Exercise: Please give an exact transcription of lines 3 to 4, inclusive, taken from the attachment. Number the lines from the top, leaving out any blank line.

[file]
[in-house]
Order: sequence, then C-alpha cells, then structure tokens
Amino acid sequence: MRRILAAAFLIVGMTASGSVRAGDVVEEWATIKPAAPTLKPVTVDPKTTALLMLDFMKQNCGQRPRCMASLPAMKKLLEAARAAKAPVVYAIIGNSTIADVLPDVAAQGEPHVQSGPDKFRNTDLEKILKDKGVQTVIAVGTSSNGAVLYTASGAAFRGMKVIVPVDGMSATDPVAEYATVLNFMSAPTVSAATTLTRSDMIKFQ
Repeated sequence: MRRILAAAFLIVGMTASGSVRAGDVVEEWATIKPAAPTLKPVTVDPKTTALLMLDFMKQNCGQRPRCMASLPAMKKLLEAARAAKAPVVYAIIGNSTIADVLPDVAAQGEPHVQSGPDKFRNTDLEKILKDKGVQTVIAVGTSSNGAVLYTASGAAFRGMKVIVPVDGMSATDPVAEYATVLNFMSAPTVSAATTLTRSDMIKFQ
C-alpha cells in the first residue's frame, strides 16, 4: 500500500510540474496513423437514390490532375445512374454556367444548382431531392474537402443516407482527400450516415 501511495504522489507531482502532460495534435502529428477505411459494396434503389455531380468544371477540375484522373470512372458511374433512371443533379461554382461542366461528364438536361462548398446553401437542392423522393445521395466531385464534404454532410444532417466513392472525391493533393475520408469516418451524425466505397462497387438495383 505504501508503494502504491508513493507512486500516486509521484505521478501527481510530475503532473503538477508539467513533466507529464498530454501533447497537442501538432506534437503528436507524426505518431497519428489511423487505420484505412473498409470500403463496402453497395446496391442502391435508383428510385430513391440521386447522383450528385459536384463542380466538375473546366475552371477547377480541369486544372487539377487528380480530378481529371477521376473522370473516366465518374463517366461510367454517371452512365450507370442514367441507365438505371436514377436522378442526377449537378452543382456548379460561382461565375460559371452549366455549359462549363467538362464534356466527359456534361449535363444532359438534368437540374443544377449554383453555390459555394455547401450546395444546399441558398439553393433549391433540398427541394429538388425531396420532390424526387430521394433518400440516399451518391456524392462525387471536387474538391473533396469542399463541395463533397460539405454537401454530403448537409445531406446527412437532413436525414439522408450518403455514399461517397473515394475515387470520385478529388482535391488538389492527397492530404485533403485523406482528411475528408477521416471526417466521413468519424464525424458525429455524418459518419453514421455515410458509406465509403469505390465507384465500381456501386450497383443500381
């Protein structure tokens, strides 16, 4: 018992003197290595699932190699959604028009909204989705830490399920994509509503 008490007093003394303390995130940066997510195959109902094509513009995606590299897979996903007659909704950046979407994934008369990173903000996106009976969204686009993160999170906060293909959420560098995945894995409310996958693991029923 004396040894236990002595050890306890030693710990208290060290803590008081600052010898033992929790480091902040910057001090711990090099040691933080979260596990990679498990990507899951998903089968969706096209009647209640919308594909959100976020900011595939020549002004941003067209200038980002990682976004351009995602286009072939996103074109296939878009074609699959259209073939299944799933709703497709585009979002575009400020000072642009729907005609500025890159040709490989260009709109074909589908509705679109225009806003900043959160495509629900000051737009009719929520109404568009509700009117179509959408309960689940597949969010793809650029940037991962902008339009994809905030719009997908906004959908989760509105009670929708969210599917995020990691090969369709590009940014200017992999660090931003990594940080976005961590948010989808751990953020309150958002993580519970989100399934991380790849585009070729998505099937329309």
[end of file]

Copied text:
Amino acid sequence: MRRILAAAFLIVGMTASGSVRAGDVVEEWATIKPAAPTLKPVTVDPKTTALLMLDFMKQNCGQRPRCMASLPAMKKLLEAARAAKAPVVYAIIGNSTIADVLPDVAAQGEPHVQSGPDKFRNTDLEKILKDKGVQTVIAVGTSSNGAVLYTASGAAFRGMKVIVPVDGMSATDPVAEYATVLNFMSAPTVSAATTLTRSDMIKFQ
Repeated sequence: MRRILAAAFLIVGMTASGSVRAGDVVEEWATIKPAAPTLKPVTVDPKTTALLMLDFMKQNCGQRPRCMASLPAMKKLLEAARAAKAPVVYAIIGNSTIADVLPDVAAQGEPHVQSGPDKFRNTDLEKILKDKGVQTVIAVGTSSNGAVLYTASGAAFRGMKVIVPVDGMSATDPVAEYATVLNFMSAPTVSAATTLTRSDMIKFQ